“But I don’t want a young person on a panel when making a multi-million-dollar decision.”
    Wow, Hébert, suck my metaphorical balls. Outside of your little world, ‘young’ people are making those decisions every damned day and they’re held far more accountable then someone like you would hold a reviewer. I don’t personally see ‘young’ reviewers as being very young ‘ I imagine the investment decisions and funding decisions I make as part of my national board, at an age younger than the youngest, so you can get down off your high horse.
    Just deal with the fact that younger people may not be as beholden to your process or political ramifications as older ones and MIGHT (no proof) be more likely to make the necessary calls. Or don’t.


  7. Alex Says:

    As a junior faculty member I’m of course pleased to know that we do better reviews. However, the quality of the review was measured by the editors, who tend to be older. So if the old guys can’t review, how can we trust them to review our reviews?
    On a related note, if you have two liars from Crete…. 🙂


  8. Thanks for bringing it up- you, as always, spit it out much more eloquently than me.
    I mean, the whole thing is just offensive. In order to be a good reviewer, all you need is enough experience to become very knowledgeable in your field (~3 years?). Anything beyond that is unnecessary and just adds to the cynicism and arrogance that seems to correlate with age.
    What pisses me off the most is that, as an assistant professor, I will be robbed of the opportunity to sit in on study sections, to learn more about the review process, and to write better grants myself. That is, unless things change. I know I trust myself to make multi-million dollar decisions. 🙂 How to convince the elders???


  9. How to convince the elders???
    Don’t worry – they’ll be dead soon and us young ‘uns will take over the asylum.


  10. DrugMonkey Says:

    Hate to break it to you PiT, we GrumpyOldeDoodsInTraining will be happy to take up the lawn clearing grumbles….


  11. In order to be a good reviewer, all you need is enough experience to become very knowledgeable in your field (~3 years?).

    Three years to become “very knowledgeable in your field”!?!?!? AHAHAHAHAHAHAHAHAHAHAHAHAHAHAHAHAHAHAHAHAHAHAHAHAHAHAHAHAHAH!!!!!!!!!!!!!!!!!!!!!!!!!!!!!!!!!!!!!!!!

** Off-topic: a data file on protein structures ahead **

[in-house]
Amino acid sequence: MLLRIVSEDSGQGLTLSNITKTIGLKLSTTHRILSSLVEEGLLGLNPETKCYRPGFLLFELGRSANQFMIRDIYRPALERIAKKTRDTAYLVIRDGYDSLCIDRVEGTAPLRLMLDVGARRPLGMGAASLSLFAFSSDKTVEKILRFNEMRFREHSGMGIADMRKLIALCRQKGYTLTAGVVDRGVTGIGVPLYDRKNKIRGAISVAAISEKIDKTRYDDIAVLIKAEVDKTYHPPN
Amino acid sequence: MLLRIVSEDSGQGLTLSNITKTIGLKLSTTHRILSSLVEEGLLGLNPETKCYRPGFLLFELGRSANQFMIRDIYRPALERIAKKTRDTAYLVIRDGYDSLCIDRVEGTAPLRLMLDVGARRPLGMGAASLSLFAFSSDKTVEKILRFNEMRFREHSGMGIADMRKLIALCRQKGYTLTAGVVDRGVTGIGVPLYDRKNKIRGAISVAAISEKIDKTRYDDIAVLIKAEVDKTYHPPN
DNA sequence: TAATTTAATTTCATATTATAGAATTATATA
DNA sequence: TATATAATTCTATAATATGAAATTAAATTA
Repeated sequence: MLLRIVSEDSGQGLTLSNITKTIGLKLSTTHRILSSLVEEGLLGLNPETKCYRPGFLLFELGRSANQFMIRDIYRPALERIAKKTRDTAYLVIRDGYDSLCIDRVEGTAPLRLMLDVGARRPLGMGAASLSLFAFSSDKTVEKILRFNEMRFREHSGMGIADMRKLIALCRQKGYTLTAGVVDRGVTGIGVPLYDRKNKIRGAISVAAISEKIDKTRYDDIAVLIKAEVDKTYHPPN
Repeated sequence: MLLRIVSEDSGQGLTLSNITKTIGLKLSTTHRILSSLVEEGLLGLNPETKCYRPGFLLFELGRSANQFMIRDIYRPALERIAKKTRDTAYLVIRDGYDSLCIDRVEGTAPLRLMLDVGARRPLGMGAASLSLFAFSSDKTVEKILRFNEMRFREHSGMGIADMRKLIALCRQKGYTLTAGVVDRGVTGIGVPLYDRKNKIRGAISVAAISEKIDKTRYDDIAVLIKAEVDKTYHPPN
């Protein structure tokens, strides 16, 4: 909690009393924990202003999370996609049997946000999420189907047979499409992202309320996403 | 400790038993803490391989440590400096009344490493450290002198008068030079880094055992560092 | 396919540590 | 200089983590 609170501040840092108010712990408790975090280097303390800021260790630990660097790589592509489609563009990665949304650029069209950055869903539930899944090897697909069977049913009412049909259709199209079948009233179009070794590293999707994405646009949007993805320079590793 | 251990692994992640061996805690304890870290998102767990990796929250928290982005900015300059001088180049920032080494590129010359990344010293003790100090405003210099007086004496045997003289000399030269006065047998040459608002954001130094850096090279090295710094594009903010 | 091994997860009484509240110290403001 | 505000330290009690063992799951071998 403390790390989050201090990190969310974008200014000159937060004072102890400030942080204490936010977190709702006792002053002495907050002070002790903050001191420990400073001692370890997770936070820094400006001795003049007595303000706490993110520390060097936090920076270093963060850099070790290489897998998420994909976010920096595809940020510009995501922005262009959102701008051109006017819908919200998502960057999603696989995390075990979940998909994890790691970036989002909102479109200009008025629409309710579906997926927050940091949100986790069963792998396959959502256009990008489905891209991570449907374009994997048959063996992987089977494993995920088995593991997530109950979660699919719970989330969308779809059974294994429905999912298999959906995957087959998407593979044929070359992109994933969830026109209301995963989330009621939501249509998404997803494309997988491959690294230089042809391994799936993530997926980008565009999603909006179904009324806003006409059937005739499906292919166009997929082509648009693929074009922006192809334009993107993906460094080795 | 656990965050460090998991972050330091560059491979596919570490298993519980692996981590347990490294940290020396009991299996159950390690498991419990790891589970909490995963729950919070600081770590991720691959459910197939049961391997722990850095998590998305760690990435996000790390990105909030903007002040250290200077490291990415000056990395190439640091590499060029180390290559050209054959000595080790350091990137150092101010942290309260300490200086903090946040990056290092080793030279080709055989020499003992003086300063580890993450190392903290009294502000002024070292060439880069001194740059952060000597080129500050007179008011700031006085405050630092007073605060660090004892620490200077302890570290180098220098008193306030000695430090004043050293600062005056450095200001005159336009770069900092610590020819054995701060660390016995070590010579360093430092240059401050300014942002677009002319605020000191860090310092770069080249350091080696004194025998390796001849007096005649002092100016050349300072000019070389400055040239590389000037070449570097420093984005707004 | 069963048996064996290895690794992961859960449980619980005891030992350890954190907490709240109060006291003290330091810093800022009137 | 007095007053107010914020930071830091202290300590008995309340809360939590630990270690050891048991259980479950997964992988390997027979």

12. Darling PP, some of us acquire and retain new information at a remarkable rate. Especially when schloads of complicated biology are *not* involved.


  13. Dr. Feelgood Says:

    I review all the time. Always a bridesmaid (ad hoc) never a bride (chartered). I was literally on section for 5 years straight without an offer of charterdom at the assistant professor level. I think my way of reviewing has changed. Not sure about the quality. I used to be more trees than forest, and I evolved to look at the whole proposal rather than the minutiae.
    Also, I have found that style and grantsmanship issues have seeped into my reviews which I think should be less important than the data shown and experiments proposed. I have done it for so long that I hate almost everything now. I personally have it in for greybeards writing for their 4th concurrent R01 who send in a cut and paste special. I see more and more of those as they cant run their labs on less than a million bucks a year. (I can!)
    I generally like submissions from younger reviewers, not because they write better grants, but their ideas are usually more refreshing and their methodologies are more cutting edge. Often they have poor ideas or methods of execution, but I champion that more than 70s style old-man science.
    As I said, I pretty much hate everything though. Off to section this week (ad hoc) and again in 2 1/2 weeks at SFN to destroy the hopes and dreams of all.